Justin Verlander: Can the Yankees count to 100?
Five years ago, Justin Verlander walked into Yankee Stadium and stuckaround long enough to turn a series around by pitching into the sixthinning.
Five years ago, Justin Verlander walked into Yankee Stadium and stuck around long enough to turn a series around by pitching into the sixth inning.
The Tigers won that afternoon and then advanced to the World Series before Verlander dropped two of the four games against the Cardinals.
Now he is the one who could potentially set the tone with a Game 1 start tonight against CC Sabathia.
But the Verlander who pitched for the pennant-winning Tigers was a three-pitch pitcher (fastball, curveball and changeup). Five yeas ago, Verlander threw 67 percent fastballs but now that number is down to 57 percent.
That’s because Verlander has begun throwing sliders and realizing that fastballs are not the answer to everything.
“Justin has pretty much taken it step-by-step,” Detroit manager Jim Leyland said. “He had the big year in 2006. Then he went through a little bit of a humbling period. He has made adjustments mentally, he has made adjustments physically. He has figure some things out that you don’t have to throw it 100 miles per hour every pitch. You can pitch to contact a little bit more at times and save it for when you do need a strikeout.”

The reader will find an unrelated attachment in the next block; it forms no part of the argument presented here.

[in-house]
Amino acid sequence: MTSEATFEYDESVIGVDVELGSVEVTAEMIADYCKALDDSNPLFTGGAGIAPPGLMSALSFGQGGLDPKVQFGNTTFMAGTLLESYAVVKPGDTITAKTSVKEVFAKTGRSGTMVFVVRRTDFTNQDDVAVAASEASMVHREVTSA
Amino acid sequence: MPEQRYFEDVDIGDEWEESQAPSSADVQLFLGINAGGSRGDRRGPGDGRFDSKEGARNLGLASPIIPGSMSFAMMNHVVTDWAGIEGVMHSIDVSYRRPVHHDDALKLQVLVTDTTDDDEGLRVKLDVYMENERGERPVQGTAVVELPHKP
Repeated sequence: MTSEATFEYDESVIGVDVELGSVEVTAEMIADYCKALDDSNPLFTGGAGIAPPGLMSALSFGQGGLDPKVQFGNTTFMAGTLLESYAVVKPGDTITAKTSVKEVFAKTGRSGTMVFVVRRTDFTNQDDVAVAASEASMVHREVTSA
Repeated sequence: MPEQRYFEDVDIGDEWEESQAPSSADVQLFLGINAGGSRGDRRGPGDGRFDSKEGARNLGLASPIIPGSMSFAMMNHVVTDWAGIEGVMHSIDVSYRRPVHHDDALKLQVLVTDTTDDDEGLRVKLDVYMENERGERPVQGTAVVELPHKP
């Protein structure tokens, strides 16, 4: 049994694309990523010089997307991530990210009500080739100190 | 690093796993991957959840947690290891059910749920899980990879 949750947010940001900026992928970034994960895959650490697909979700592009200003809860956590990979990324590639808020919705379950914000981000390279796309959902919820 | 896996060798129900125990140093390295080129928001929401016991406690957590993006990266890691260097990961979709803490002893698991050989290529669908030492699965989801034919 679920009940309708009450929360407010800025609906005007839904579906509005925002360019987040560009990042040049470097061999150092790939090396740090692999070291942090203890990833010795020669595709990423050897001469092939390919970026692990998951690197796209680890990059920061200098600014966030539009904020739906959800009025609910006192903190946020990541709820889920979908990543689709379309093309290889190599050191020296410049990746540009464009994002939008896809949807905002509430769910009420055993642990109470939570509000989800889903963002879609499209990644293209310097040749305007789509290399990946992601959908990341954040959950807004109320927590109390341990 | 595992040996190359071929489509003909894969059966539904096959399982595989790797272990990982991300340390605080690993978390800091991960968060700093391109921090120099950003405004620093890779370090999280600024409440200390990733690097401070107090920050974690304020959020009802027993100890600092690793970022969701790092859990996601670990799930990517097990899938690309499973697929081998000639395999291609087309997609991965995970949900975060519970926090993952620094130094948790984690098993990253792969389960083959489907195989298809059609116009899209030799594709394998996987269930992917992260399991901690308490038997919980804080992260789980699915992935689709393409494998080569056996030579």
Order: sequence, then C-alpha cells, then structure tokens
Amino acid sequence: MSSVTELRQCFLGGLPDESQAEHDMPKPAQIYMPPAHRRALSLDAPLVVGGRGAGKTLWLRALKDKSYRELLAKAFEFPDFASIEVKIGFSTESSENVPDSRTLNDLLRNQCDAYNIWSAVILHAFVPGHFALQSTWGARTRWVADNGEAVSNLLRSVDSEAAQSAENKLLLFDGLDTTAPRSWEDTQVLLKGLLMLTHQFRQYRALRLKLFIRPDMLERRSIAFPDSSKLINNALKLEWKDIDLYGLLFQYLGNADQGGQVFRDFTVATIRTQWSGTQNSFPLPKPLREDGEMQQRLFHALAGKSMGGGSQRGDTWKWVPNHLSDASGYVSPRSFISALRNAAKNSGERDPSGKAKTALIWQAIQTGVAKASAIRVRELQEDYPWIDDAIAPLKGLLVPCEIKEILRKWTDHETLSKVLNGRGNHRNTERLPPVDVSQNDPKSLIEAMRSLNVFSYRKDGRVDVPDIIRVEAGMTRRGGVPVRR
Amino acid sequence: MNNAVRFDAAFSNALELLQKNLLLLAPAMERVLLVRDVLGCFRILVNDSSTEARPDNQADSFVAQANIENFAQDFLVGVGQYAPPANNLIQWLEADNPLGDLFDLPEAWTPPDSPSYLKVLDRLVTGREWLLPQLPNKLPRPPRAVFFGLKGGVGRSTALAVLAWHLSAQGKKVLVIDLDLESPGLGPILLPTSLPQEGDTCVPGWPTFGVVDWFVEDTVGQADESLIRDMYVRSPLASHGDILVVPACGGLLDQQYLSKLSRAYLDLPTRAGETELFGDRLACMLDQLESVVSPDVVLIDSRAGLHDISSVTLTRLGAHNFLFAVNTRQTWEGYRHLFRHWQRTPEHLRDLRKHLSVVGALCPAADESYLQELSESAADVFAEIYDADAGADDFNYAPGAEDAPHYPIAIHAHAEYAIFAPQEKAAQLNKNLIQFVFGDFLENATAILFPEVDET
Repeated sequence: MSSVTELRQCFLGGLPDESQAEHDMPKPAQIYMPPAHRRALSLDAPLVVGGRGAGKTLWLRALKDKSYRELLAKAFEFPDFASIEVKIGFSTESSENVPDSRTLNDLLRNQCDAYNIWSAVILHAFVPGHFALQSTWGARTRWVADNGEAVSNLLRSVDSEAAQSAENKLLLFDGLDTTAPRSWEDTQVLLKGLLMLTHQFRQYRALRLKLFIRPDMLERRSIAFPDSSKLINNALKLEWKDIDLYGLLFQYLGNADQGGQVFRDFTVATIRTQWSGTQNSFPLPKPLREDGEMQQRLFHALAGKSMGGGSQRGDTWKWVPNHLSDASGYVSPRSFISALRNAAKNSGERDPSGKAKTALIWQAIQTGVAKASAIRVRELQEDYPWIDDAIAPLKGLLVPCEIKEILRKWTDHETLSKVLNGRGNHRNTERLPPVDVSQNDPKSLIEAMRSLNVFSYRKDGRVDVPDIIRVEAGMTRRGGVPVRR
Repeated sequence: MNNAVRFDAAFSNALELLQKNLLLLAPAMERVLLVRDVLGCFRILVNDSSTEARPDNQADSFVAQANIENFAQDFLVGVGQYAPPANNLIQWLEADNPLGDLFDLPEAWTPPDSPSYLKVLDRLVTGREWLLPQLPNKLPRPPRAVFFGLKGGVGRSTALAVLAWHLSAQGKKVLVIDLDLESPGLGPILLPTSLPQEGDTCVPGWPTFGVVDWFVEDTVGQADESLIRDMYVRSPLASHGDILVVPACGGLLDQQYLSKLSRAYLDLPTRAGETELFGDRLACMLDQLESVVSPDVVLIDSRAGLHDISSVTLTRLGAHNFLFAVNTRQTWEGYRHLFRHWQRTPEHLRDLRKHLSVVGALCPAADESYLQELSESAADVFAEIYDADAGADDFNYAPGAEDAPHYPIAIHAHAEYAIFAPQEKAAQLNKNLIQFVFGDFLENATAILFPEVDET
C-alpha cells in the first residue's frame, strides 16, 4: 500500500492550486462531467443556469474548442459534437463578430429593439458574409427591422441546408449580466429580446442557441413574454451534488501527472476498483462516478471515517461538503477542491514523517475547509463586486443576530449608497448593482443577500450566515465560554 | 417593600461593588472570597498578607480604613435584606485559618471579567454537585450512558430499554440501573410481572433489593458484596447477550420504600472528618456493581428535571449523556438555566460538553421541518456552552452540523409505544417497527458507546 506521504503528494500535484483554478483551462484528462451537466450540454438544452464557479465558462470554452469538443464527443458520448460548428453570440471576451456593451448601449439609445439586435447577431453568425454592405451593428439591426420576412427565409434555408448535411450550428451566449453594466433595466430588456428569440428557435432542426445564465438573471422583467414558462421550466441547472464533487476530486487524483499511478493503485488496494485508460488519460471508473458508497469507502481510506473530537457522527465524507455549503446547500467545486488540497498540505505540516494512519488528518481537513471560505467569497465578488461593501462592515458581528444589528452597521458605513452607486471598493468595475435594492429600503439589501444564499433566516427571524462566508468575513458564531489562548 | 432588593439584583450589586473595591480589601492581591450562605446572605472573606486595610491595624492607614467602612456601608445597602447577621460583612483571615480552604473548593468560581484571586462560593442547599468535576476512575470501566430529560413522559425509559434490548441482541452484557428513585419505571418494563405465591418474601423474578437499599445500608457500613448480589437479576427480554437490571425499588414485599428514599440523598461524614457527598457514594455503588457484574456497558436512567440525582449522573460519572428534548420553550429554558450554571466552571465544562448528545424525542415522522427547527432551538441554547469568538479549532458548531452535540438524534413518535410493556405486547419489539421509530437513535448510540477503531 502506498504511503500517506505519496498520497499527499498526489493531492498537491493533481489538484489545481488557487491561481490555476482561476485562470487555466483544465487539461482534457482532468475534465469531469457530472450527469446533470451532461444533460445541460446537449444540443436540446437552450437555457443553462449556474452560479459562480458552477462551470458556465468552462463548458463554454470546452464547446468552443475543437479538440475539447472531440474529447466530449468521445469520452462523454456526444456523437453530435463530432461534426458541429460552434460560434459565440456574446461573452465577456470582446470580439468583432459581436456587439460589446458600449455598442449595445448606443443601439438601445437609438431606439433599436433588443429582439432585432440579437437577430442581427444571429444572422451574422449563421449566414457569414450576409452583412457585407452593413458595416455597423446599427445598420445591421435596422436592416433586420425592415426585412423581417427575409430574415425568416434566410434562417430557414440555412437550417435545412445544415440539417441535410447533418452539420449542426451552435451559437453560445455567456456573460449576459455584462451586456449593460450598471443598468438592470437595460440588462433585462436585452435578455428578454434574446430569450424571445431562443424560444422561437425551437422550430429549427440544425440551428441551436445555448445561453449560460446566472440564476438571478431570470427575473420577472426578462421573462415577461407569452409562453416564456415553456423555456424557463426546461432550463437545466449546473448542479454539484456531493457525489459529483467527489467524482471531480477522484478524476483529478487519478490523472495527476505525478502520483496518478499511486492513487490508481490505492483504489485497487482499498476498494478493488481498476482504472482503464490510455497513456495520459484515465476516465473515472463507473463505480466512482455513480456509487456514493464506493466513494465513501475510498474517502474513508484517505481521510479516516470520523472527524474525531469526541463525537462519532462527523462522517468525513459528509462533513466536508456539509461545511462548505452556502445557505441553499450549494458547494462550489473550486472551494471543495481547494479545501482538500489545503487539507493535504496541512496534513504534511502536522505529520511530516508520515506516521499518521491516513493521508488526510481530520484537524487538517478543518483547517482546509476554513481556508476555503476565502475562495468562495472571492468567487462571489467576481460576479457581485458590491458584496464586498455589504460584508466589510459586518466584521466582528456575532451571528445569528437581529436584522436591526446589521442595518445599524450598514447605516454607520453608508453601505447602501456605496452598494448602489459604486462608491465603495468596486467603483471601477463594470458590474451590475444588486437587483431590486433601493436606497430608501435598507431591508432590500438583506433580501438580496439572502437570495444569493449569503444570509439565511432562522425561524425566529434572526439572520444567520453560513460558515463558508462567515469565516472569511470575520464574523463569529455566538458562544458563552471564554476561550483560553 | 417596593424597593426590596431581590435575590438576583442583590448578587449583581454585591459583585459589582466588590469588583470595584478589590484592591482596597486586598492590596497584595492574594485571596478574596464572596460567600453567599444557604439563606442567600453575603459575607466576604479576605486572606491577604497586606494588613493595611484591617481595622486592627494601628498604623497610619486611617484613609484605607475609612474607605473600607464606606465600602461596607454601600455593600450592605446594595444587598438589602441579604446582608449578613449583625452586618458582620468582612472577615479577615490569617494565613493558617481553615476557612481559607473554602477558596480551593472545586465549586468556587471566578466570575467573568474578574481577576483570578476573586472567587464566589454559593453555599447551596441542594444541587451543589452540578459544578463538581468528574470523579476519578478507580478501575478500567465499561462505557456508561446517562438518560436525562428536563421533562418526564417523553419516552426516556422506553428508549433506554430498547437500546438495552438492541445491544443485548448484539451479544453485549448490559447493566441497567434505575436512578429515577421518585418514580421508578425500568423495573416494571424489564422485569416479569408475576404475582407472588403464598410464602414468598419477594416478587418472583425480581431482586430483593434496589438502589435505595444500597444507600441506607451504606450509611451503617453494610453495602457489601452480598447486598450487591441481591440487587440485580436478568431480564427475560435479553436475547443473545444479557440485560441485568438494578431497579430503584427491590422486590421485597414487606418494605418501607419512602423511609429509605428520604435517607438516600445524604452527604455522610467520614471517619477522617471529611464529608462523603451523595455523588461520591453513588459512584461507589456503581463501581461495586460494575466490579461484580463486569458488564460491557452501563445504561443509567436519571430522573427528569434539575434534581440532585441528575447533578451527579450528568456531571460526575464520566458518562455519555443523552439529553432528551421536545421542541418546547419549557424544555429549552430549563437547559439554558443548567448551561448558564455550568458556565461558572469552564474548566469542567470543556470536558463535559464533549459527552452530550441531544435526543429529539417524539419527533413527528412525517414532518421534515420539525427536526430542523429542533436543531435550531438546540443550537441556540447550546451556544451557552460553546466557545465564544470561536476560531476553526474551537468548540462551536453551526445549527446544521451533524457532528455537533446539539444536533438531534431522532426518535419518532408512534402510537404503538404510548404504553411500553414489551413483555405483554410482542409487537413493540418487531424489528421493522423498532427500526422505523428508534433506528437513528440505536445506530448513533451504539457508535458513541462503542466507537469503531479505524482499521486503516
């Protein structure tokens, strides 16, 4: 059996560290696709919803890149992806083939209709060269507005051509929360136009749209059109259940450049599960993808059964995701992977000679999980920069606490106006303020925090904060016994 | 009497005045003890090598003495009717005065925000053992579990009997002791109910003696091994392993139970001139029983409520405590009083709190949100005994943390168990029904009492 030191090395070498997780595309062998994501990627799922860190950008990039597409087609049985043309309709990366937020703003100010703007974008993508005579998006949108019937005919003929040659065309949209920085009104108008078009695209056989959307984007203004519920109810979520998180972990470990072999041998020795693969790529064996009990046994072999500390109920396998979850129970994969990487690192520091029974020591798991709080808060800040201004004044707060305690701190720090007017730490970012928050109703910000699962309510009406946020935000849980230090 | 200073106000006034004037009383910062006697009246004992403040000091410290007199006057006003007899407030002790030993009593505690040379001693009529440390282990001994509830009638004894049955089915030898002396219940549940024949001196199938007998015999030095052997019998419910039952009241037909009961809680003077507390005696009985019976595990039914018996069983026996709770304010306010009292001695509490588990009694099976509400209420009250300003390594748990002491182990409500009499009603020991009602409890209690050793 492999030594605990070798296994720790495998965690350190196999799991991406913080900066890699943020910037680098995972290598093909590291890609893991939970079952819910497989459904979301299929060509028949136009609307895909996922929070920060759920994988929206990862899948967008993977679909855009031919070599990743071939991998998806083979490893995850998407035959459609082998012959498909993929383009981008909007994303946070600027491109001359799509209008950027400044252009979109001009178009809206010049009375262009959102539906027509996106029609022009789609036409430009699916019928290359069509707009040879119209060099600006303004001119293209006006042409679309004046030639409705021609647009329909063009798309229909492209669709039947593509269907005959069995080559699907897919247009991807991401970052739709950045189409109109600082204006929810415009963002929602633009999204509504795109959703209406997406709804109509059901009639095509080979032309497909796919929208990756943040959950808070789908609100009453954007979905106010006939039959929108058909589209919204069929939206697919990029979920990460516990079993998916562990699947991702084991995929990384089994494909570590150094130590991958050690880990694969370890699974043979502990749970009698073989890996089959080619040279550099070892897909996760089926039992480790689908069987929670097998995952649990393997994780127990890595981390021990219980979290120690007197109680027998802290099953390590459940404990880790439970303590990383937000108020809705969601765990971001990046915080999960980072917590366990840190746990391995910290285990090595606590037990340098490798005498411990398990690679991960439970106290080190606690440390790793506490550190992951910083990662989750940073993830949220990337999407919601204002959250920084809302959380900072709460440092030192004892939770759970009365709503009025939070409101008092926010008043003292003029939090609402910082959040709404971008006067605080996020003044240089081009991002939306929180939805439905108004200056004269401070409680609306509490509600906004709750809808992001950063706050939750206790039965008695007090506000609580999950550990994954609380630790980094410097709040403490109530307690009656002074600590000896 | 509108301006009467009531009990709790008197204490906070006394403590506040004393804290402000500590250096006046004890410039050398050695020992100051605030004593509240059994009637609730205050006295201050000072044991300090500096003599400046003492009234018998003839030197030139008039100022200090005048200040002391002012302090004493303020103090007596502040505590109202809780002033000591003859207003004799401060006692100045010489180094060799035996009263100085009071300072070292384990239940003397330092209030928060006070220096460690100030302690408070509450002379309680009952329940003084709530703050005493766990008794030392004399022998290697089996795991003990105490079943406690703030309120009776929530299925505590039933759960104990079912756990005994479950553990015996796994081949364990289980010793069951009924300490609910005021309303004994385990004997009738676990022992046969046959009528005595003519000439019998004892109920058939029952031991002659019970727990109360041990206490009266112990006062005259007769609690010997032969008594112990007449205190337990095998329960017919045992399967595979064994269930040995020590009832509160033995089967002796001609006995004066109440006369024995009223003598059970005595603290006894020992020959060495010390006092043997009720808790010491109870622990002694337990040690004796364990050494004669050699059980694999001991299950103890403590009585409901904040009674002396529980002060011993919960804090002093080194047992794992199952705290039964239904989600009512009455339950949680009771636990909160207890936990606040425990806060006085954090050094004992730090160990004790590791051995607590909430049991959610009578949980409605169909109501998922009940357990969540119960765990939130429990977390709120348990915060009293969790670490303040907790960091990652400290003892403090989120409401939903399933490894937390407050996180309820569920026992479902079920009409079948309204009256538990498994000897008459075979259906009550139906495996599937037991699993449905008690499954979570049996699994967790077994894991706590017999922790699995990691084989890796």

“You think about when he first came up and this is a man that has four pitches,” Yankees manager Joe Girardi said. “He has always had the great fastball, but I think what you see is the consistency in his other pitches. He has four pitches that he can get you out with at any time and that’s probably the biggest difference from when he first came up.”
On Opening Day at Yankee Stadium, Verlander rarely threw his slider. He threw it five times, while throwing 50 fastballs in an outing where he allowed three runs and four walks in six innings. A month later in Detroit, Verlander had a similar line in six innings with similar pitch selection (72 fastballs, four sliders).
Through that point, Verlander was throwing his slider six percent of the time. Over the rest of the regular season, Verlander threw that pitch approximately nine percent of the time and it might be a significant reason for his dominance from that point on.
After his last matchup with the Yankees, Verlander finished the year with an astounding 22-2 record and 2.08 ERA. He started the run with a no-hitter in Toronto and the rest of the year Verlander allowed 47 earned runs in 203 innings while striking out 199 and issuing just 40 walks.
“I’ve definitely been a better pitcher,” Verlander said. “I noticed I’ve looked back at those couple of starts, I had four walks in both of them, which is not me and it hasn’t been me in a while.
“The roll I was on in the middle of the season, it was the best I felt for six or seven or eight starts in a row for my career. Do I wish I could stay on that for the rest of the season? Yes, but it doesn’t happen that way. My changeup has come and gone; my curveball has come and gone. At every point, everything is not quite right.”
Not including the postseason, Verlander is 4-3 with a 3.97 ERA in 10 starts against the Yankees. He has pitched 56 2/3 innings, allowed 58 hits, walked 27 and struck out 54 while pitching to a 1.50 WHIP.
“We’re facing the head of the class,” Alex Rodriguez said. “He’s a great pitcher. He’s having an historical year.”
Follow Yankees beat writer Larry Fleisher on Twitter @LarryFleisher for all your postseason updates.